Puhimoana Ariki Collective named as provider for national bowel screening multimedia campaign
The National Bowel Screening Programme (NBSP) is pleased to announce the Puhimoana Ariki Collective as the successful provider for the national bowel screening multimedia campaign.
The campaign, which will launch in June/July 2022, will promote public awareness about bowel screening, with a focus on increasing participation, particularly for eligible Māori and Pacific people, and disabled people. It seeks to complement and enhance the comprehensive work done by district health boards, and to tap into the insights and knowledge they have gained through working with their communities.
The Puhuimoana Ariki Collective was chosen after a request for proposal (RFP) process.
NBSP Manager Cathy Whiteside says the panel was impressed with Puhimoana Ariki Collective’s credentials, commitment to communicating with Māori and Pacific audiences, and very strong community networks.
“Bowel screening participation rates for Māori and Pacific peoples are well below those for non-Māori, non-Pacific populations, and this campaign seeks to change that. This means developing the right messaging and delivering those messages in the right way, to the right people.
“Co-design is key to our approach, to help understand the barriers to screening, and what will motivate people to be screened. We are excited to be working with Puhimoana Ariki on this extremely important campaign.”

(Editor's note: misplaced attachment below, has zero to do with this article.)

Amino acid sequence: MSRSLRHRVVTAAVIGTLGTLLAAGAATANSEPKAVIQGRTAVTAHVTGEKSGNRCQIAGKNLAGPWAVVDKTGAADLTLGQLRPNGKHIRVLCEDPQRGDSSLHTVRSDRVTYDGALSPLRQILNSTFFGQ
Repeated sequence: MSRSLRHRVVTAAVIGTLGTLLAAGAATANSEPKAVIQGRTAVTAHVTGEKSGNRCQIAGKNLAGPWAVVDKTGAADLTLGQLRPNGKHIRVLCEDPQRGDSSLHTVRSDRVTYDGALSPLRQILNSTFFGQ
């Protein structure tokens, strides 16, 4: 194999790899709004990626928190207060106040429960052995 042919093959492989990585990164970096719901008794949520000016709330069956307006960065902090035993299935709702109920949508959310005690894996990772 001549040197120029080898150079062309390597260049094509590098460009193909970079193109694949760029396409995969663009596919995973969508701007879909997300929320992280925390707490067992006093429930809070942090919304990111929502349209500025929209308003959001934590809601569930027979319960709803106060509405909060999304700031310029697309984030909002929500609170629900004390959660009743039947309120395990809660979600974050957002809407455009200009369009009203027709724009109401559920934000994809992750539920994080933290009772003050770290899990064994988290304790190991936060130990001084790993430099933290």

Puhimoana Ariki is a collective of three Aotearoa-owned agencies: Wawata Creative, Bright Sunday and The Digital Café.
Wawata Creative was established in 2014 by Inia Maxwell (Ngāti Whakaue, Ngāti Rangiwewehi) and Rongopai Stirling-Maxwell (Te Whānau-a-Apanui, Ngāti Porou, Ngāti Kauwhata, Ngāi Tahu). Based in Rotorua and Wellington, Wawata Creative has a focus on infusing authentic Māori cultural values and content into advertising.
Bright Sunday is a Pacific-owned and operated marketing, communications and creative agency based in South Auckland specialising in engaging Pacific and underserved audiences. Founded in 2010, Bright Sunday is led by Amatailevi Stella Muller (Samatau, Masina) and Robert Muller (Nukunuku).
The Digital Café is a Wellington-based media agency founded in November 2016 by Matt McNeil and Antony Young. It offers media planning, buying, measurement and management services.
Creative director Inia Maxwell says the agency is honoured and humbled to serve whānau, aiga and eligible audiences through the campaign.
“We thank the Ministry of Health for entrusting the Puhimoana Ariki Collective to deliver this important kaupapa to help save lives.”
Puhimoana Ariki strategy lead Amatailevi Stella Muller says the opportunity will help to advance Māori and Pacific marketing and advertising models and frameworks.
"This is an exciting opportunity for our collective to evidence and demonstrate a creative and campaign development process that truly embodies Māori and Pacific ways of engaging, thinking, working and creating.”
The campaign is being guided by a campaign advisory group that has broad sector representation. There is also ongoing input from a consumer rōpū, clinical advisory group, and communications advisory group.
The NBSP is free for people aged 60 to 74 years. It aims to save lives by finding bowel cancer at an early stage when it can often be successfully treated.